A Philadelphia-area teenager hailed as a hero for helping to rescue three children from an icy pond last year has died in an apparent accidental shooting over the weekend, authorities said.
Police in Upper Darby said a group of teenagers and young adults were in a Drexel Hill apartment at about 5 p.m. Sunday when a gunshot fatally wounded 17-year-old Anthony Alexander of Collingdale Borough. A 16-year-old Collingdale youth who surrendered the next day faces third-degree murder, involuntary manslaughter, weapons and other charges in Delaware county and was being held in lieu of 10% of a $750,000 bail.
Investigators said in an affidavit of probable cause that the youth told police the teens had been live-streaming themselves on Instagram in the apartment while “passing around” two handguns when one of them went off, striking Alexander. His attorney declined comment on the charges Wednesday.
“He was a beautiful child, and this is still not real for me,” Alexander’s stepmother, Ava Alexander, told The Philadelphia Inquirer on Tuesday. “He saw the good in everybody, and he would always come to someone’s defense.”
On the afternoon of Feb. 21, 2022, then-16-year-old Anthony Alexander was in Collingdale Park when he heard screams coming from two girls and a boy who had fallen through the ice. He tried to use a stick to save them before going into the water himself and rescuing them. He was later honored along with police who assisted by the borough council.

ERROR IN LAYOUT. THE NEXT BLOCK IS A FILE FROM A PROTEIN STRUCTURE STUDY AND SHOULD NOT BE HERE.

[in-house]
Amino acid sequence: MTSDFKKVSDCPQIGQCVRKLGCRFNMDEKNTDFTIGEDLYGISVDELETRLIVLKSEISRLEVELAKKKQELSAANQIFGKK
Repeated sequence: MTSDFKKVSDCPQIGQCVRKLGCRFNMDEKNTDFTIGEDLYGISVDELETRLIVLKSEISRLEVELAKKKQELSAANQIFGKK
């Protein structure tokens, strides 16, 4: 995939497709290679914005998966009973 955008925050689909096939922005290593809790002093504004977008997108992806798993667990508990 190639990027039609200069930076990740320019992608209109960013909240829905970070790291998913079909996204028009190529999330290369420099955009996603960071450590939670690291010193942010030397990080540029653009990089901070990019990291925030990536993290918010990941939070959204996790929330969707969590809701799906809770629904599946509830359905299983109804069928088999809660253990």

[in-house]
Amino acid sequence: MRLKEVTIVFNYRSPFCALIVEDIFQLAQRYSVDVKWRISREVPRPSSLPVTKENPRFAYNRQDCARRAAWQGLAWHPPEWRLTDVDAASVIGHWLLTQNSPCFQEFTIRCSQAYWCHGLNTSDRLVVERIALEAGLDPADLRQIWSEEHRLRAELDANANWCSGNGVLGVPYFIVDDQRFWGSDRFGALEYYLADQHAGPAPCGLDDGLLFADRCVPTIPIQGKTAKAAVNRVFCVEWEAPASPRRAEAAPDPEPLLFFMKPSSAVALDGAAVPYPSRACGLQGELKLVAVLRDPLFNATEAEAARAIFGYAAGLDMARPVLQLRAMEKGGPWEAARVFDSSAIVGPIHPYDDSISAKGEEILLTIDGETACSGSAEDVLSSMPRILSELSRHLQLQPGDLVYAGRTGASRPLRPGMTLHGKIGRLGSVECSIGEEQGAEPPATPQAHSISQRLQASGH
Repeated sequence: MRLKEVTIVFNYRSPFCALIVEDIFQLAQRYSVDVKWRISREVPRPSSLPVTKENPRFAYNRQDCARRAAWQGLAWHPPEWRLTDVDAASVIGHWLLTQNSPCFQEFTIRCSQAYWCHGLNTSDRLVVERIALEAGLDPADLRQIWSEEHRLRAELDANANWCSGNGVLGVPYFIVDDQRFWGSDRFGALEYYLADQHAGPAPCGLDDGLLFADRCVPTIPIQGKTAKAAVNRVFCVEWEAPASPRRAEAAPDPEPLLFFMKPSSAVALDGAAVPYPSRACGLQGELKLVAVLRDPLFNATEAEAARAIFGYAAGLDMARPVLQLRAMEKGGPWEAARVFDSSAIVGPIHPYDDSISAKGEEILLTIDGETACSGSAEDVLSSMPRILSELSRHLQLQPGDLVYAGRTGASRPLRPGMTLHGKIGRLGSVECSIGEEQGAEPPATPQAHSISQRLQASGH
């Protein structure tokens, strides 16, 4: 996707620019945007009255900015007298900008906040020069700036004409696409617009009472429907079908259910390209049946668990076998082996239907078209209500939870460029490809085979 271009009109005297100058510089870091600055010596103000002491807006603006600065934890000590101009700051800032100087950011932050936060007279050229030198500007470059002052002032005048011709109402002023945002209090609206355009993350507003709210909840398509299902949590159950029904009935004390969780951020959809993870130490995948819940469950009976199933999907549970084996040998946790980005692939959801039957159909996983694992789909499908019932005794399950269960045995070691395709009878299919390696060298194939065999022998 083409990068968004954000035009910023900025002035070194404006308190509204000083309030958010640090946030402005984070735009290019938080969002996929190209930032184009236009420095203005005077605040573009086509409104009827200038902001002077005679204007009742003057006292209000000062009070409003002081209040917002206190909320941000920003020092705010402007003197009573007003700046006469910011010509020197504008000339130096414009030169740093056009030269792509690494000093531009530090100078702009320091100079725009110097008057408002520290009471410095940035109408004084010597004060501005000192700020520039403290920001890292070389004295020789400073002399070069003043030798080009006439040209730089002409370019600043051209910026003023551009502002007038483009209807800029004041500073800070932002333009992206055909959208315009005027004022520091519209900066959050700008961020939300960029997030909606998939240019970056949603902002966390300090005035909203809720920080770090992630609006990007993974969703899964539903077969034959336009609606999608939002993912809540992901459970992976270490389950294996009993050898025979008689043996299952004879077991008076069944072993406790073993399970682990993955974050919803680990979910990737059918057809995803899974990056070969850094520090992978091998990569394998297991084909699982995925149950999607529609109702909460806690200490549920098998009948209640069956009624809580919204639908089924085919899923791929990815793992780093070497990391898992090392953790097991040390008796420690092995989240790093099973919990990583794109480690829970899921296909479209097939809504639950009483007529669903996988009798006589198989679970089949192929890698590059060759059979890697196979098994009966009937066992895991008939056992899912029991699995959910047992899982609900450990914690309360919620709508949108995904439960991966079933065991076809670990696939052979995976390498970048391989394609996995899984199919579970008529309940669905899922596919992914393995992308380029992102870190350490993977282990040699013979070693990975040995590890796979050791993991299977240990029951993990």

Alexander was to be honored next month with a Citizen Honors award in the Young Hero category of the Congressional Medal of Honor Society. “He will continue to be the solo Young Hero awardee” at the March 25 ceremony in Washington, said Kathleen Blomquist, the organization’s executive director of communication.
Family members said Alexander had been looking forward to the trip and was eager to meet the Medal of Honor recipients who would have hung the medal around his neck, the Inquirer reported. The Academy Park junior loved football, basketball and karate and hoped to enlist in the Marine Corps, his stepmother said.
“We have to do something about the gun violence,” Ava Alexander told the newspaper, holding back tears, “because we cannot afford to keep losing our teenagers.”